← PREVIOUS PAGE || Note that because rollers in the vast majority of crossed-roller bearings don’t recirculate, table length and overall roller count limit maximum possible stroke length. Even so, where stroke lengths don’t exceed a meter, crossed-roller slides often outperform recirculating linear bearings. Rollers (rather than balls) as the load-carrying elements makes for greater load capacity with line contact with the raceways (and not point contact). This also boosts the rigidity and accuracy of the linear axes into which they integrate.
At the risk of complicating the topic, there do exist crossed-roller slides (or at least contained carriages that mate to essentially standard guideways) with recirculating roller circuits. Though far less common than the traditional (non-recirculating) crossed-roller types, these recirculating-roller slides excel in applications that must bear high loads and require rigidity (delivered by crossed-roller arrangements). Another technology that competes against traditional crossed-roller slides here is air bearings. The latter carry heavy loads even while maintaining exceptionally smooth motion, but lack the stiffness of mechanical bearings. Air bearings are also costly both upfront and during operation.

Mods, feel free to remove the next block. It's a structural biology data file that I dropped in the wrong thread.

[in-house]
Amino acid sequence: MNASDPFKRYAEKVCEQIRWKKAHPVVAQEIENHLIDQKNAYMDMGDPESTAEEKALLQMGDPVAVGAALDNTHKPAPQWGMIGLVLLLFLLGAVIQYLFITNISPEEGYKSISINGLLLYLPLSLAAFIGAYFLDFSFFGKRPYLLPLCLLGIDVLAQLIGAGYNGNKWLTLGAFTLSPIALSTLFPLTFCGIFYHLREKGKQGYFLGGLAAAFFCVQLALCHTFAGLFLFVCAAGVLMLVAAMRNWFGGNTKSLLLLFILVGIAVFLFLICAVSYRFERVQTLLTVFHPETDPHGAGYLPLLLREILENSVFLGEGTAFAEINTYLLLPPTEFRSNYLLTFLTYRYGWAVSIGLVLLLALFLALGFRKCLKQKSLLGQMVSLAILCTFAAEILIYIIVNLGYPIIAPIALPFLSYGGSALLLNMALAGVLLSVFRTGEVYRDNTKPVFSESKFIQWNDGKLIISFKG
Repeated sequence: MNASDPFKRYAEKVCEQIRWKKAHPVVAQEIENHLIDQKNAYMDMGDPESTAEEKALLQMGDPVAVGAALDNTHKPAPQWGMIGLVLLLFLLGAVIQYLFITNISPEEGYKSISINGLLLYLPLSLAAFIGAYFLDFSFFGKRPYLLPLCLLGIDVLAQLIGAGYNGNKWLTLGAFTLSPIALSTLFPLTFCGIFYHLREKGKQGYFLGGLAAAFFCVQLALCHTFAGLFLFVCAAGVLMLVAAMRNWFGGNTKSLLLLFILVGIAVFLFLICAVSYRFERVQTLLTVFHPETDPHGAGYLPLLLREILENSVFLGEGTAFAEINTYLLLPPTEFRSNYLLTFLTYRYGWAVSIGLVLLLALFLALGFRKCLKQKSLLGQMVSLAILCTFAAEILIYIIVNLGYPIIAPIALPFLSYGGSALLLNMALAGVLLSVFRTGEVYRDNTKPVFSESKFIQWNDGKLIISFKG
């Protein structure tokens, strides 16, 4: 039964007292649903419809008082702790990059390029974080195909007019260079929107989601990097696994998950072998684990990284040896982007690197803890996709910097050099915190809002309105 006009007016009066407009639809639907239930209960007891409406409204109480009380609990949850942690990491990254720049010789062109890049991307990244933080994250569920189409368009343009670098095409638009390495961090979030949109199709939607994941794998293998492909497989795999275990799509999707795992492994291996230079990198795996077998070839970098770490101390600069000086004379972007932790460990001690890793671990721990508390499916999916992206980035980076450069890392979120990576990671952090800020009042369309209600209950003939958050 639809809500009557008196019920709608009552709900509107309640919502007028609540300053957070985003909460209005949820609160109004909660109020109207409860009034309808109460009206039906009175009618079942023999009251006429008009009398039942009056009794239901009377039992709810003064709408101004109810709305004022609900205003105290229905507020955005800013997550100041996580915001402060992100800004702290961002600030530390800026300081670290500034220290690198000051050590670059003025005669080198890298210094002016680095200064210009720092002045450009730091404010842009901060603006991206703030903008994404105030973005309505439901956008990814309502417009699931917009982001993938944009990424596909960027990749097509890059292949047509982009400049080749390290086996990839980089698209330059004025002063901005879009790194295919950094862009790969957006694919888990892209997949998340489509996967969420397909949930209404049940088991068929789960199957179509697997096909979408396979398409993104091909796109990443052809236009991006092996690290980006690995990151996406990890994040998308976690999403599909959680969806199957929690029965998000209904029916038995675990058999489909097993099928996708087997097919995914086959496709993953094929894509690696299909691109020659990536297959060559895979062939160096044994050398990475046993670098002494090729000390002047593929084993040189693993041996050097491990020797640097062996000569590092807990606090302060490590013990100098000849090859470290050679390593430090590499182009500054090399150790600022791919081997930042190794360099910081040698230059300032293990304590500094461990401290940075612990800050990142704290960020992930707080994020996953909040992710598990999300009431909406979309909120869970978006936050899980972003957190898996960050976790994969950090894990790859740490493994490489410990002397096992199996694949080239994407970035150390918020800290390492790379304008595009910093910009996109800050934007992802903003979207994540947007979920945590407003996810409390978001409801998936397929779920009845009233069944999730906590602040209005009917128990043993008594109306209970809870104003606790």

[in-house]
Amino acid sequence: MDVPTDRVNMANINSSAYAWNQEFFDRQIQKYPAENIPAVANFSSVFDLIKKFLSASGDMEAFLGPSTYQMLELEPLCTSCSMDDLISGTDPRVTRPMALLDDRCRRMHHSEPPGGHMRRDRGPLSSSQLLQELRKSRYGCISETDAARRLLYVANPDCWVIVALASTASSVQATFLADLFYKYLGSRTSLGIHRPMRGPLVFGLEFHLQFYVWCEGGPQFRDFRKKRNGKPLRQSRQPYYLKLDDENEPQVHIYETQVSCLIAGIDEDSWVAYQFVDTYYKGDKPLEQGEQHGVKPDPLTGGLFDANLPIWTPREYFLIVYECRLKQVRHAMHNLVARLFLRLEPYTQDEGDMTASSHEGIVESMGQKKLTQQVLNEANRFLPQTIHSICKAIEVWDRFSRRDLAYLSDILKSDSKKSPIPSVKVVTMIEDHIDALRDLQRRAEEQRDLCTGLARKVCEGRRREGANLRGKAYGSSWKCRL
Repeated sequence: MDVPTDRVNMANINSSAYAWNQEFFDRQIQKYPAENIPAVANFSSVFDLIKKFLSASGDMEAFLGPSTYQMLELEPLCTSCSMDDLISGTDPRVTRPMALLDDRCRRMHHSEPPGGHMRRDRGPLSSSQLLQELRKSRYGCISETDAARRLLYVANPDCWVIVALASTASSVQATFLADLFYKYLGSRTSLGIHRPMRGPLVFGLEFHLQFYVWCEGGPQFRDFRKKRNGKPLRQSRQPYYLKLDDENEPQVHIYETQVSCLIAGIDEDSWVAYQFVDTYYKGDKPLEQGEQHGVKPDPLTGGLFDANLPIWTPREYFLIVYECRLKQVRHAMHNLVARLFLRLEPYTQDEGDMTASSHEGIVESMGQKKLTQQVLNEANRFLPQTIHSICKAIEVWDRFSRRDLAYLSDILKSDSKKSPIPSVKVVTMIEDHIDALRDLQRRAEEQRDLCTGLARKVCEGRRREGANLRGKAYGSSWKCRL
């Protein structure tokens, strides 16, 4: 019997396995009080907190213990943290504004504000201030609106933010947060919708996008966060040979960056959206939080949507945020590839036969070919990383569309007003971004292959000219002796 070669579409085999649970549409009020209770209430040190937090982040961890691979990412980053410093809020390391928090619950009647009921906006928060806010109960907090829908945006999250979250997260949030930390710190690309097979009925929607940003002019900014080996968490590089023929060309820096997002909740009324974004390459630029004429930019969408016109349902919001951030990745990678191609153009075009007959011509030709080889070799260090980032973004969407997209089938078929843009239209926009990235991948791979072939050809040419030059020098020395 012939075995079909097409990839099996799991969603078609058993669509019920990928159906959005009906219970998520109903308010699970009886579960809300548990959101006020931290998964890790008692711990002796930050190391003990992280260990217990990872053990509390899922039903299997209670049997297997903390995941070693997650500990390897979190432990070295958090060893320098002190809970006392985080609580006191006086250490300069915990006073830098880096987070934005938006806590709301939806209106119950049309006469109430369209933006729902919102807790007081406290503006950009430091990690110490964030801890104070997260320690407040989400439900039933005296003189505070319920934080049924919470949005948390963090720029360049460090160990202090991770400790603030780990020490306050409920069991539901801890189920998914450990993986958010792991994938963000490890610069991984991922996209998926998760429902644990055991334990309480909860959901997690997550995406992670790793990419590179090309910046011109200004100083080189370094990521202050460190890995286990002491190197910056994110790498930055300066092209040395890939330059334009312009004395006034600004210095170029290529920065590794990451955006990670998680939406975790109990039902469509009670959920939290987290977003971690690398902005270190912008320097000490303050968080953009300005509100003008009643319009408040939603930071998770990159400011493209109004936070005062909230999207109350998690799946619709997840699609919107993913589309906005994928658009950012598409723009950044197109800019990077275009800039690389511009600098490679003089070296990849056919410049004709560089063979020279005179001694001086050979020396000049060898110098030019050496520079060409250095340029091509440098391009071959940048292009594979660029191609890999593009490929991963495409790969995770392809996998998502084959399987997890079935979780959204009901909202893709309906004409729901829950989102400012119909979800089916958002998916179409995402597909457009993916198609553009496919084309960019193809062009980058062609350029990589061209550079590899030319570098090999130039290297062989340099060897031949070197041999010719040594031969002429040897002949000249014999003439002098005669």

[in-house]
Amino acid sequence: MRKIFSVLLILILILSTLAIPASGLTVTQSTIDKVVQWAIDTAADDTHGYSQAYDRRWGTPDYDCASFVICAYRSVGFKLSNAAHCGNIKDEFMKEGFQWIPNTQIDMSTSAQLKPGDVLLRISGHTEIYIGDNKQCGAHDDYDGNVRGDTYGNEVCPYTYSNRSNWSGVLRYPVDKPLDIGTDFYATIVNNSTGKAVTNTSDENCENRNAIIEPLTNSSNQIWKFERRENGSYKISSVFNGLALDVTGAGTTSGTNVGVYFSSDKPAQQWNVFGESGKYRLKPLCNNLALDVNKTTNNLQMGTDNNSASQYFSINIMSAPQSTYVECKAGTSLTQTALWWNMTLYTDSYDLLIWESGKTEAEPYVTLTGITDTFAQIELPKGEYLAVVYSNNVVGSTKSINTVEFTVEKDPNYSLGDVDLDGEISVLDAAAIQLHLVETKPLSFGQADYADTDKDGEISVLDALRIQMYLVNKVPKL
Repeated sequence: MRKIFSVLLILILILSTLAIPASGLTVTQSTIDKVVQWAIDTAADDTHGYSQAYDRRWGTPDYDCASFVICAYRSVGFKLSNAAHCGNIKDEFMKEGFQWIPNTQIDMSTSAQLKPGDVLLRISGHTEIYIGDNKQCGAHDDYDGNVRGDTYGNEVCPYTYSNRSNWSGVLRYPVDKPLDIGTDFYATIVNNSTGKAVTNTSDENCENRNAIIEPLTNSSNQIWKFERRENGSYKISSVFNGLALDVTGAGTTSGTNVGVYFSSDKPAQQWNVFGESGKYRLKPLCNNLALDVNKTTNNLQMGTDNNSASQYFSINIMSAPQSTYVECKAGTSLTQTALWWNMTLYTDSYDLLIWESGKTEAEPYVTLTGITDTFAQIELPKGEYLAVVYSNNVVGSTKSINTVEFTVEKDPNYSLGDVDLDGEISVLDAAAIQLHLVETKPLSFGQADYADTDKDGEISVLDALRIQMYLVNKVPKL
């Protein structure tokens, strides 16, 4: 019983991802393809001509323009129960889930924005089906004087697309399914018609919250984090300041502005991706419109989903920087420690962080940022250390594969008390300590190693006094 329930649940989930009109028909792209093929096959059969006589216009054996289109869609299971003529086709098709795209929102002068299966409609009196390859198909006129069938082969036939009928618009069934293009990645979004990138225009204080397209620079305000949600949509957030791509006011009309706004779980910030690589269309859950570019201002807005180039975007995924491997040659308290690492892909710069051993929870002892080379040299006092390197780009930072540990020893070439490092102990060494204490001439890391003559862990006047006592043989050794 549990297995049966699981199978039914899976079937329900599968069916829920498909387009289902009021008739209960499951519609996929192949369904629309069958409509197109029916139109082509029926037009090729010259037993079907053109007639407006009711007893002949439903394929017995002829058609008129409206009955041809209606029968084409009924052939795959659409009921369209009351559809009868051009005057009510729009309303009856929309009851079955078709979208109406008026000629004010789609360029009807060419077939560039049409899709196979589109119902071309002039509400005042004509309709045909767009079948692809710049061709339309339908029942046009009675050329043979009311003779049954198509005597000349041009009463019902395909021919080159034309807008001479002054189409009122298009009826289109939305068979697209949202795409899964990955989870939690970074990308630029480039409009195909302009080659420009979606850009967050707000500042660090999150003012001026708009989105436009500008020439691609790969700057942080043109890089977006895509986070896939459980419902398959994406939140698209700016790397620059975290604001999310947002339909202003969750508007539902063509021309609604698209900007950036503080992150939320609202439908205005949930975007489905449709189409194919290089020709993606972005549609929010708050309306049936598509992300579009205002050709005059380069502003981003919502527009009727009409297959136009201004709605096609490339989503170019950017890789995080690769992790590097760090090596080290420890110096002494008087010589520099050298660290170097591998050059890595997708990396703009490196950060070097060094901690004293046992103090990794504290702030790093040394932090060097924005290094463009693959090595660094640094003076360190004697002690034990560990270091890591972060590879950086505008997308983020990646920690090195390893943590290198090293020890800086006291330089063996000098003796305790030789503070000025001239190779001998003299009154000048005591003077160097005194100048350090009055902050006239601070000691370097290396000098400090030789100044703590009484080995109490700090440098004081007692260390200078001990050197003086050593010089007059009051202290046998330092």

Crossed-roller slides are often designed and assembled by component manufacturers with preload to eliminate clearance …
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